Cirrhosis is a late stage of liver fibrosis, which has led to widespread destruction of normal liver architecture. Cirrhosis is characterized by regenerative nodules that are surrounded by dense connective tissue. It is often associated for years with no or only nonspecific symptoms (eg. As loss of appetite, fatigue, weight loss). Late manifestations of cirrhosis are portal hypertension, ascites, and when decompensation occurs, liver failure. To help diagnose a liver biopsy is often required. Cirrhosis is usually regarded as irreversible. The treatment is symptomatic.
Cirrhosis is a leading cause of death worldwide causes of cirrhosis are similar to those of fibrosis (see table: medical conditions and medications that can cause hepatic fibrosis).. In developed countries, the vast majority of cases is caused by chronic Alkoholabususoder chronic hepatitis C. In parts of Asia and Africa the main cause is often a chronic hepatitis B. (Properties of hepatitis viruses for additional information about hepatitis B and C) The classification of cirrhosis of unknown etiology as cryptogenic cirrhosis is becoming increasingly rare as many specific causes are identified (eg. B . chronic hepatitis C, steatohepatitis). Damage to the biliary tract can also lead to cirrhosis, as is the case with mechanical biliary obstruction, primary biliary cirrhosis and primary sclerosing cholangitis.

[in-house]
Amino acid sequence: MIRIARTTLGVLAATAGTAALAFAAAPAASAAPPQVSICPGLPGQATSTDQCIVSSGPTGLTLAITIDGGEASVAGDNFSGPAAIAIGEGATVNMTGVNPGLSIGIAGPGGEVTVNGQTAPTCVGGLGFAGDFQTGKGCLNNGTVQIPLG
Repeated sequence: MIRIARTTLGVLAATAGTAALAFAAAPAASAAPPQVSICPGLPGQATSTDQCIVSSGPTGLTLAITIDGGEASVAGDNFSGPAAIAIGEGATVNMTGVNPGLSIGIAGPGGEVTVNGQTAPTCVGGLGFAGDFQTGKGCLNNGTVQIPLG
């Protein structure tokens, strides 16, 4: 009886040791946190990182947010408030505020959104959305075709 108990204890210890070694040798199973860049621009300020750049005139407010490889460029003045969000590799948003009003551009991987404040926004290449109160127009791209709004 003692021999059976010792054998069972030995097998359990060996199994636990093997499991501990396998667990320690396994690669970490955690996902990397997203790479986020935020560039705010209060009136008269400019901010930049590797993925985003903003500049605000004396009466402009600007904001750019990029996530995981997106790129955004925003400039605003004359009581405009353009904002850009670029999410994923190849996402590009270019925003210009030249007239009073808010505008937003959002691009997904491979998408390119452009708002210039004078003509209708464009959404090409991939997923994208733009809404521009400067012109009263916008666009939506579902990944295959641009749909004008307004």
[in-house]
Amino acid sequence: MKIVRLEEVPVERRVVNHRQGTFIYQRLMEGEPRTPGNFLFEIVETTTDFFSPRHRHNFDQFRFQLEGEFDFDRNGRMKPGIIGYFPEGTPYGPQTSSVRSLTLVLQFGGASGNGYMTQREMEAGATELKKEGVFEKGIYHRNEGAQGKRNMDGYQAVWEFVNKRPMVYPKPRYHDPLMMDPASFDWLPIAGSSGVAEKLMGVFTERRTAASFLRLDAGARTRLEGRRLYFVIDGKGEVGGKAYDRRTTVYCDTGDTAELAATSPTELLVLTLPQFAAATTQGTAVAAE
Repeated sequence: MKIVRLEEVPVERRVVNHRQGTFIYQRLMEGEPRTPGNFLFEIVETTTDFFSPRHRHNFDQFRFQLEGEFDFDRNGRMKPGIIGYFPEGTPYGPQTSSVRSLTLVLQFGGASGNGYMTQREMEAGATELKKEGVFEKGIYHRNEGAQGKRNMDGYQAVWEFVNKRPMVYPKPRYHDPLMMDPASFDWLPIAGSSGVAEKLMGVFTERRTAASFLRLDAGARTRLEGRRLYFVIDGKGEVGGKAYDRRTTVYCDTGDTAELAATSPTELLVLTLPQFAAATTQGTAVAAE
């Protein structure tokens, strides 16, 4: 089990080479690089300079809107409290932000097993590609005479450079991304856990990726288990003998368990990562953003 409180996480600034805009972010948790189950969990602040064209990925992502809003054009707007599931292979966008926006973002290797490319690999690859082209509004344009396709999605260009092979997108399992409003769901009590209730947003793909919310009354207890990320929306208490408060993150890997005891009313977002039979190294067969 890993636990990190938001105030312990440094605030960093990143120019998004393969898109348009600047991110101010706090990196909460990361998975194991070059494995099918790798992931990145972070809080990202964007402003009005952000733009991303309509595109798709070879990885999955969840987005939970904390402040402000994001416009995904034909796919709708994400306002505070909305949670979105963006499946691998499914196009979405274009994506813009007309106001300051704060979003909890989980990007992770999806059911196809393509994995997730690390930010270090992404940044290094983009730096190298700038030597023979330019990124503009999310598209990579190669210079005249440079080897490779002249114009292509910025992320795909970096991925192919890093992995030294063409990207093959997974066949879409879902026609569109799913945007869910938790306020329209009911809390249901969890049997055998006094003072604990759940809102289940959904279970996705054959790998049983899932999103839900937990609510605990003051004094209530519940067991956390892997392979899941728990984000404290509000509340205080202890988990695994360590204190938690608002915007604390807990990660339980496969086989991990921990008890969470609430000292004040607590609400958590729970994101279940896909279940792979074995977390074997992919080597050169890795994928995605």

Cirrhosis is a late stage of liver fibrosis, which has led to widespread destruction of normal liver architecture. Cirrhosis is characterized by regenerative nodules that are surrounded by dense connective tissue. It is often associated for years with no or only nonspecific symptoms (eg. As loss of appetite, fatigue, weight loss). Late manifestations of cirrhosis are portal hypertension, ascites, and when decompensation occurs, liver failure. To help diagnose a liver biopsy is often required. Cirrhosis is usually regarded as irreversible. The treatment is symptomatic. Cirrhosis is a leading cause of death worldwide causes of cirrhosis are similar to those of fibrosis (see table: medical conditions and medications that can cause hepatic fibrosis).. In developed countries, the vast majority of cases is caused by chronic Alkoholabususoder chronic hepatitis C. In parts of Asia and Africa the main cause is often a chronic hepatitis B. (Properties of hepatitis viruses for additional information about hepatitis B and C) The classification of cirrhosis of unknown etiology as cryptogenic cirrhosis is becoming increasingly rare as many specific causes are identified (eg. B . chronic hepatitis C, steatohepatitis). Damage to the biliary tract can also lead to cirrhosis, as is the case with mechanical biliary obstruction, primary biliary cirrhosis and primary sclerosing cholangitis. Pathophysiology There are two primary factors: liver fibrosis regenerating liver cells in response to tissue damage and loss inducing growth factors, hepatocellular hyperplasia (formation of regenerative nodules) and an arterial formation (angiogenesis). Among the substances that regulate the growth, include cytokines and growth factors liver (epithelial growth factor, hepatocyte growth factor, transforming growth factor ?, tumor necrosis factor). Insulin, glucagon and the intrahepatic vasculature determine the form and location of regenerative nodules. Angiogenesis results in the formation of new vessels into the connective tissue sheath which surrounds the regenerative nodules. These vessels combine hepatic artery and portal vein with the Lebervenolen and provide in this way again intrahepatic circulation forth. However, only a relatively small Blufluss can be done by this cycle compared to normal liver. As a result, the portal venous pressure rises. Such circulation disorders contribute to portal hypertension, the verstärtk, because the regenerative nodules compress the hepatic venules. The speed with which the fibrosis develops into cirrhosis and the morphology of cirrhosis vary from patient to patient. Presumably, the reason for these differences is the extent of exposure to the harmful stimulus and the individual response to it. Complications The portal hypertension is the most common serious complication of cirrhosis and can even cause complications, including GI bleeding from the esophagus, stomach, rectal varices and portalhypertensive gastropathy ascites Acute kidney injury (hepatorenal syndrome kidney and electrolyte changes) Pulmonary hypertension (portopulmonale hypertension) ascites is a risk factor for a spontaneous bacterial peritonitis. Portopulmonale hypertension can manifest with symptoms of heart failure. The complications of portal hypertension tend to have significantly increased morbidity and mortality. Cirrhosis can cause more cardiovascular complications. Vasodilation, intrapulmonary right-left shunts and a mismatch between perfusion and ventilation can lead to hypoxia (hepatopulmonary syndrome). The progressive loss of liver architecture affects the function, leading to liver failure. This manifests as coagulopathy, acute renal failure (hepatorenal syndrome) and hepatic encephalopathy. The hepatocytes secrete less bile and thus contribute to cholestasis and jaundice. Less bile in the intestine leading to malabsorption of dietary fat (triglycerides) and fat-soluble vitamins. The malabsorption of vitamin D may contribute to osteoporosis. Malnutrition is common. It is due to anorexia with reduced food intake or in patients with alcoholic liver disease, malabsorption due to pancreatic insufficiency. Blood disorders are common. Anemia usually results bleeding from hypersplenism, chronic gastrointestinal, folic acid deficiency (particularly in patients with alcoholism) and hemolysis. Cirrhosis results in reduced formation of prothrombotic and antithrombotic factors. Hypersplenism and altered expression of thrombopoietin contribute to thrombocytopenia. Thrombocytopenia and reduced formation of clotting factors can make the blood clotting unpredictable, resulting in an increased risk for both bleeding and for thromboembolism (even if the INR is usually increased). Leukopenia are also common; it is mediated by hypersplenism and altered expression of erythropoietin and granulocyte colony stimulating factors. Tips and risks thromboembolic complications should be considered in patients with cirrhosis, even at elevated INR. Hepatocellular carcinoma is a common complication of cirrhosis, especially in the case of those caused by chronic hepatitis B or C, hemochromatosis, alcohol abuse, alpha 1-antitrypsin deficiency, or glycogen storage disease wurde.Histopathologie Cirrhosis is characterized by regenerative nodules and fibrosis. Liver nodules incompletely formed, nodes without fibrosis (nodular regenerative hyperplasia) and congenital hepatic fibrosis (diffuse fibrosis without regenerative nodules) are not a true cirrhosis. A distinction is one micronodular from a makronodulären cirrhosis. The micronodular cirrhosis is characterized by uniform small nodules (<3 mm in diameter) and wide connective tissue strands characterized. The nodes typically lack the lobular organization; the terminal (central) venous and portal fields are destroyed. Over time, often a macronodular cirrhosis develops. The nodes vary in size (3 mm to 5 cm in diameter) and have partly a relatively normal lobular organization of portal fields and terminal venules on. Width connective tissue strands of different thickness surrounding the large knot. From the collapse of the normal liver architecture is expected when there are concentrated in the connective tissue scar numerous portal tracts. A mixed cirrhosis (incomplete septal cirrhosis) combines elements of mikronodulären makronodulären and cirrhosis. The distinction between these morphological types of cirrhosis is of limited clinical relevance. Symptoms and signs A cirrhosis can remain asymptomatic for years. One third of patients never develop symptoms. Often the first symptoms are non-specific; They include general fatigue (due to cytokine release), anorexia, malaise and weight loss (see Table: Common symptoms and discomfort due to complications of cirrhosis). The liver is typically palpable firm consistency and with a blunt edge; but it can also be small and not palpable. Node can not grope in general. Clinical signs suggestive of chronic liver disease or in an alcohol abuse, but are not specific to a cirrhosis, umfasen decrease in muscle, palmar, enlargement of the parotid gland, white nails, clubbing, Dupuytren's contracture, spider nevi (<10 are normal ), gynecomastia, axillary hair loss, testicular atrophy, and peripheral neuropathy. Once complications of cirrhosis develop inexorably follows decompensation. Common symptoms and discomfort due to complications of cirrhosis symptom or sign Possible cause abdominal distention ascites abdominal pain with fever or hepatic encephalopathy (rarely with peritoneal signs) bacterial peritonitis Spontaneous calf pain or turgors, symptoms of a pulmonary embolism thromboembolism clubbing Hepatopulmonary syndrome confusion, lethargy Hepatic encephalopathy dyspnea, hypoxia syndrome Hepatopulmonary Portopulmonale hypertension tiredness, paleness anemia due to bleeding, hypersplenism, malnutrition with deficiency of folic acid (or iron or vitamin B12), chronic illness or effects of alcohol consumption (eg. B. Bone marrow suppression), fluid overload, oliguria, symptoms of kidney failure hepatorenal syndrome fragility (due to a fall caused from the state or from a lower height) osteoporosis symptoms of infection leukopenia jaundice cholestasis petechiae, purpura, bleeding thrombocytopenia aufgr by splenomegaly and portal hypertension or the direct effects of alcohol on the bone marrow coagulopathy due to hepatic impairment and / or vitamin K deficiency pruritus, cholestasis Xanthelasmen Rectal bleeding Rectal varices Portal hypertension splenomegaly Steatorrhea fat malabsorption upper gastrointestinal bleeding esophageal varices Portal hypertensive gastropathy diagnostic liver function tests, coagulation tests, blood count and serological tests for evaluation of viral causes, if necessary Biopsy (z. B. with unclear clinical and non-invasive investigations or if the result of a biopsy can alter the treatment) Sometimes ultrasound elastography or magnetic resonance angiography to identify the cause by clinical evaluation, routine testing for common causes and selective examinations for rarer causes General Procedure the suspicion of the presence of cirrhosis, patients with manifestations of their usual complications (see table: common symptoms and discomfort due to complications of cirrhosis), particularly portal hypertension or ascites. Early cirrhosis should be considered in patients with non-specific symptoms or characteristic laboratory abnormalities that have been discovered by chance during a laboratory examination, especially in patients who have a disease or take a medicine that could cause fibrosis. The clarification is designed to detect the cirrhosis and complications and its cause to ermitteln.Labortests At the beginning of the diagnostic workup are liver function tests, coagulation parameters, blood counts and serological testing for viral causes (eg. As hepatitis B and C). However, laboratory tests alone can only reinforce the suspicion of cirrhosis, but they did not confirm or rule. A liver biopsy is always necessary when a clear diagnosis would lead to better management and earnings. The test results may be normal or non-specific expression changes that occur with complications of cirrhosis or in alcoholism. ALT and AST levels are often slightly increased. Alkaline phosphatase and ?-glutamyl transpeptidase (GGT) are often normal; elevated levels indicate a cholestasis or biliary obstruction. Bilirubin is usually within the normal range, but is increased if the cirrhosis progresses, especially in primary biliary cirrhosis. Decreased serum albumin and a prolonged prothrombin time reflect a decreased liver synthesis power that can usually be observed in end-stage disease. In poor nutritional status albumin may also be low. Serum globulins are increased with inflammatory component at a cirrhosis and other liver diseases. Anemia occurs frequently and is usually normocytic with a high red blood cell distribution width. Often, the anemia is multifactorial; causative factors are chronic gastrointestinal bleeding (usually lead to microcytic anemia), folic acid deficiency (leading to macrocytic anemia, v. a. alcohol abuse), hemolysis and hypersplenism. About the blood can be a leukopenia, thrombocytopenia or pancytopenia nachweisen.Bildgebende diagnostics conventional imaging methods are not very sensitive or specific with regard to the diagnosis of cirrhosis itself, but can often detect its complications. Ultrasound elastography and magnetic resonance elastography are useful in the detection of early cirrhosis, when the results of conventional imaging are ambiguous and portal hypertension is not clear. In advanced cirrhosis, ultrasonography shows a small nodular liver. Sonography also recognizes a portal hypertension and ascites. The CT can detect a nodular architecture, but has no advantage over sonography. Leberszintigramme with 99Tc-sulfur colloid can show an irregular uptake in the liver and increased uptake in spleen and bone marrow. MRI is more expensive than other imaging tests and has little Vorteile.Identifizierung the cause Determining the specific cause of cirrhosis requires important clinical information from the history and examination and selective diagnostics. Alcohol is the most likely cause (increased GOT stronger than GPT) in patients with a documented history of alcoholism and clinical findings such as gynecomastia, spider nevi (telangiectasias) and testicular atrophy at the same time existing laboratory evidence of a corresponding liver damage and liver enzyme induction (significantly increased GGT). Fever, a painful pressure hepatomegaly and jaundice may indicate an alcoholic hepatitis. The detection of hepatitis B surface antigen (HBsAg) and IgG antibodies against hepatitis B (IgG anti-HBc) the existence of a chronic hepatitis B. confirmed the detection of serum antibodies to hepatitis C (anti-HCV) and HCV-RNA can on close hepatitis C virus infection. Most doctors also perform routine tests on the following interference from: autoimmune hepatitis: due to high antinuclear antibody titer (a low titer is non-specific and does not always require further studies) and confirmed by hypergammaglobulinemia and the detection of other autoantibody (eg smooth muscle antibodies. or antibodies against liver / kidney microsomal type 1) hemochromatosis: confirmed by elevated serum Fe and transferrin saturation and possibly by genetic testing Alpha-1-antitrypsin deficiency: confirmed by a low alpha-1 Antitrypsinspiegel in serum and genotyping Clinical calculator: diagnostic criteria for autoimmune hepatitis If these causes are not confirmed are to think of other causes: for detection of anti-mitochondrial Antik rpern (at 95%), there is a suspicion of primary biliary cirrhosis. Using magnetic resonance cholangiopancreatography (MRCP) proven strictures and dilatation of the intrahepatic and extrahepatic bile ducts suggest a primary sclerosing cholangitis. Reduced Serumcoeruloplasmin and corresponding results of copper analyzes may indicate Wilson's disease. Obesity and diabetes in the history point to nonalcoholic steatohepatitis (NASH). Liver biopsy if clinical criteria and noninvasive tests are inconclusive is to perform a liver biopsy in general. For example, if a clinical suspicion of a well-compensated cirrhosis is and the imaging is not unique, a biopsy should be performed to confirm the diagnosis. The sensitivity of the liver biopsy is almost 100%. Not alcohol-related fatty liver (NASH) can be seen on ultrasound Untersuchunge. A (NASH), often associated with obesity, diabetes or the metabolic syndrome, but requires to confirm a liver biopsy. In obvious cases of cirrhosis with significant coagulopathy, portal hypertension, ascites and liver failure, a biopsy is not necessary unless the results would change the management of the disease. In patients with coagulation disorders and thrombocytopenia of transjugular access the safest for the biopsy. If this approach is used, the pressures can be measured and thus the pressure gradient calculated transsinusoidale werden.Überwachung All patients with cirrhosis should be screened regardless of the cause regularly for hepatocellular carcinoma. Currently an abdominal ultrasound is recommended every 6 months; if instructions are found on hepatocellular carcinoma, a contrast-enhanced MRI or a three-phase CT of the abdomen should be made (contrast enhanced CT with separate arterial and venous phase images). Contrast-enhanced sonography appears promising as an alternative to CT or MRI, but is still being investigated in studies in the United States. An upper endoscopy to test for gastroesophageal varices should be performed if the diagnosis is made and then every 2-3 years. Positive results may require treatment or more frequent endoscopic surveillance. Prognosis The prognosis is often poor in individual cases to predict. It depends on factors such as etiology, severity of disease, existence of complications, coexisting diseases, individual factors and response to therapy from. Patients who continue their alcohol consumption, even in small amounts, have a poor prognosis. The Child-Turcotte-Pugh classification takes into account clinical symptoms and laboratory results for the assessment of the severity of the disease, the operational risk and the overall prognosis (see Table: Child-Turcotte-Pugh classification and interpretation of the Child-Turcotte-Pugh classification). Clinical calculator: Child-Pugh classification on the severity of liver disease Child-Pugh classification Turcotte-Clinical and laboratory data of the abnormality degree Points scored * encephalopathy (Grade ) none 1 1-2 2 3-4 3 Ascites None 1 low (or under control by diuretics) 2 min. Moderate, despite treatment diuretics 3 Albumin (g / dl)> 3.5 1 2.8-3.5 2 <2.8 3 Bilir ubin (mg / dl) <1 2 2-3 2> 3 3 PT (sec extended) <4 1 4-6 2> 6 3, or instead of PT INR <1.7 1 1.7-2.3 2> 2.3 3 * degree of risk based on the total number of points: low risk (A): 5-6 moderate risk (B): 7-9 high risk (C ): 10-15 the encephalopathy is classified based on symptoms: grade 1: insomnia, decreased concentration, depression, anxiety or irritability Grade 2 drowsiness, disorientation, poor short-term memory, unusual behavior Grade 3: somnolence, dizziness, amnesia, anger, paranoia or bizarre behavior Grade 4: coma interpretation of the Child-Turcotte-Pugh classification points risk (degrees) survival rate (%) 1 -year survival 2-year survival 5-6 low (A) 100 85 7-9 moderate (B) 80 60 10-15 High (C) 45 35 However, there are in the Child-Pugh classification Turcotte restrictions; For example, the assessment of the severity of ascites and encephalopathy is subjective; interrater reliability of the results is thus reduced. In contrast, the MELD estimates (Model for End-Stage Liver Disease) scores the severity of end stage liver disease, regardless of the cause, solely on the basis of objective results of laboratory tests from: serum creatinine, serum total bilirubin and INR. The MELD score is used to determine candidates for the distribution of available organs liver transplant. Variants of the MELD scores are occasionally used for other purposes (eg. As to estimate the 90-day mortality risk in patients with alcoholic hepatitis, for predicting postoperative mortality risk in patients with cirrhosis). A variant, including serum sodium (MELDNa) ??has been extensively studied, but is not commonly used in the US in the clinic. Clinical Calculator: MELD score for end stage liver disease (NOT appropriate for patients aged under 12 years) Clinical Calculator: MELDNa score for end stage liver disease (not suitable for patients under 12 years) The MELD score should in patients with hepatocellular carcinoma are calculated differently. For 12- to 17-year-old patient with disturbance of the urea cycle, organic acidemia or hepatoblastoma the MELD score is set to 30th Higher MELD scores indicate a higher risk. the corresponding PELD (Pediatric End-Stage Liver Disease) credit score is calculated for patients <12 years: higher PELD score values ??represent a higher risk. Clinical Calculator: PELD score for end stage liver disease (patients under 12 years) therapy adjunctive therapy Generally, treatment is supportive and consists of stopping the corresponding potentially damaging drugs, good nutrition (including vitamin substitution.) And the treatment of the underlying diseases and complications. The dose of drugs that are metabolized in the liver should be reduced accordingly. Any alcohol consumption and potentially hepatotoxic substances must be avoided. In patients who continue to alcohol abuse despite cirrhosis, can be expected withdrawal symptoms during hospitalization. Patients should be vaccinated against viral hepatitis A and B, unless there is already immune protection. Patients with varicose veins require treatment to prevent bleeding (portals Hypertension: Therapy). There is no evidence in favor of a treatment of small esophageal varices. Medium and large esophageal varices should be treated prophylactically with non-selective beta-blockers or endoscopic banding (ligation). If an endoscopic gastric varices are not accessible to banding and do not respond to non-selective beta blocker, a ballonverschließende retrograde transvenous obliteration or endoscopic Cyanoacrylatinjektion can be performed. The creation of a transjugular intrahepatic portosystemic shunt (TIPS, therapy) should in patients with complications of portal hypertension, including ascites and recurrent variceal bleeding, considered unresponsive to standard treatments. Liver transplantation is indicated in patients with end stage liver disease or hepatocellular carcinoma. Das Sterberisiko ohne Lebertransplantation übersteigt das Transplantationsrisiko (z. B. perioperative Komplikationen, dauerhafte Immunsuppression) ab einem MELD-Score von mehr als etwa 15. Bei einem Score ? 15 oder klinisch dekompensierter Zirrhose sollten die Patienten also an ein Transplantationszentrum überwiesen werden. Wichtige Punkte Morbidität und Mortalität bei Zirrhose sind üblicherweise auf ihre Komplikationen (z. B. Komplikationen der portalen Hypertension, Leberversagen, hämatologische Probleme) zurückzuführen. Eine Leberbiopsie sollte dann gemacht werden, wenn eine klare Diagnose zu einem besseren Management und Ergebnis führen würde. Alle Patienten mit Zirrhose sollten auf Autoimmunhepatitis, hereditäre Hämochromatose und Alpha-1-Antitrypsinmangel sowie auf die häufigsten Ursachen, die alkoholische und die Virushepatitis, untersucht werden. Alle Patienten sollten regelmäßig auf